This sort of thinking can happen when we’re told to rely on political parties as agents of change. You condemn any compromise on principles but you also don’t want any ideological “impurity” that will open up your cause to criticism. And since it’s a long-shot one party’s views will ever fully match your own, it’s likely your cause may be not so much for a particular party as against another. Electoral democracy only offers limited options to indirectly affect outcomes for the better so people better “pick a side” and vote, if not for a party they like then to stop a party they dislike.[pullquote]Since it’s a long-shot one party’s views will ever fully match your own, your cause may likely be not so much for a particular party as against another.[/pullquote]
The personal decisions of people involved are treated as a reflection on their party. This leaves the quality of our democracy dependent on politicians who must as part of their job court publicity, money and idealised perceptions to get elected. The focus on personalities rather than policies is the context in which a reality TV star like Donald Trump transitioning into politics isn’t actually that strange when you think about it. The focus on parties and personalities not only distracts from having an informed context in which to make policy decisions, it polarises people into entrenchment lest “the other side win.” But there is no other side in a pluralist democracy; there is all of us having to live with the sum of our decisions.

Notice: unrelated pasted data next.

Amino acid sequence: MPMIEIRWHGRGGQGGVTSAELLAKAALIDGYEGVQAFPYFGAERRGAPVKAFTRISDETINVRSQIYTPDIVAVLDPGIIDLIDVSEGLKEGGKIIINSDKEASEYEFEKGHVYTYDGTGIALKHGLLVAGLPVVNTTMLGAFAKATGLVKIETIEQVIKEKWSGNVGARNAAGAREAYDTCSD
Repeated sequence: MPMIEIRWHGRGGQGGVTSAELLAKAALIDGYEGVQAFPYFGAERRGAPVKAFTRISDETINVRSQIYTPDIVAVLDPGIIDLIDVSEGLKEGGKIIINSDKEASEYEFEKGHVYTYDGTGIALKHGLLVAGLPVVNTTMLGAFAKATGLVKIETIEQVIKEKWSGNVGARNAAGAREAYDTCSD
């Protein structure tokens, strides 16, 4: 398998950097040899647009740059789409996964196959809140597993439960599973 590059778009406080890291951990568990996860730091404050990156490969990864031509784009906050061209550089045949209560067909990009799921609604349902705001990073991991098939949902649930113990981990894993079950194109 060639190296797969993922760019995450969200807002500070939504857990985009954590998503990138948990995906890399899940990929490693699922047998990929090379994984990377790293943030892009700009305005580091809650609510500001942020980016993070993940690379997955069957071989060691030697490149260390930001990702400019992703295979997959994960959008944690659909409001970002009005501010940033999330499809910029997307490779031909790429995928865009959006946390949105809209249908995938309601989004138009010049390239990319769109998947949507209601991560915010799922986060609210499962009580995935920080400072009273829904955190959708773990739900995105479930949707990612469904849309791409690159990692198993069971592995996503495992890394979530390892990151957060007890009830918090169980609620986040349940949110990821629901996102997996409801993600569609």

If our democracy was dependent not on the outcome of elections but on an honest, more direct manifestation of “voters making informed decisions” what might it look like? Research into the potential for a digital democracy is underway. We have the technological means for it since we’re already using the internet to tell the world what we would want from any given political situation. There is currently an Irish project being run by international law expert Roslyn Fuller at fullerdemocracy.com seeking members of the public to vote on a range of issues. She is providing a forum to discuss major policy issues, vote on them, and see how the national budget would look based on the deliberations. Jeremy Corbyn has already proposed that under his leadership the UK’s Labour Party would use this approach to develop its policy. Undoubtedly, this exciting idea will get lost in coverage of the drama surrounding Corbyn himself and that’s kind of the point.
Interpersonal drama is great for your Netflix shows but it’s starting to get old for politics and it’s detracting from the quality of our democracy. Whatever Stephen Donnelly, the Social Democrats or anyone does next, our current political dynamic is going to carry on much the same unless we can actually make more decisions ourselves instead of relying on highly pressurised political parties. We need to do more than “have our say”; we need to take collective ownership, and responsibility for, our democracy.
Jonathan Victory is a writer, filmmaker and Twitter fiend at @victorybyname. His documentary ‘Fuller Democracy’ is screening in Dun Laoghaire as part of the short film programme at the Underground Cinema Film Festival, Sunday September 11th at 5:30.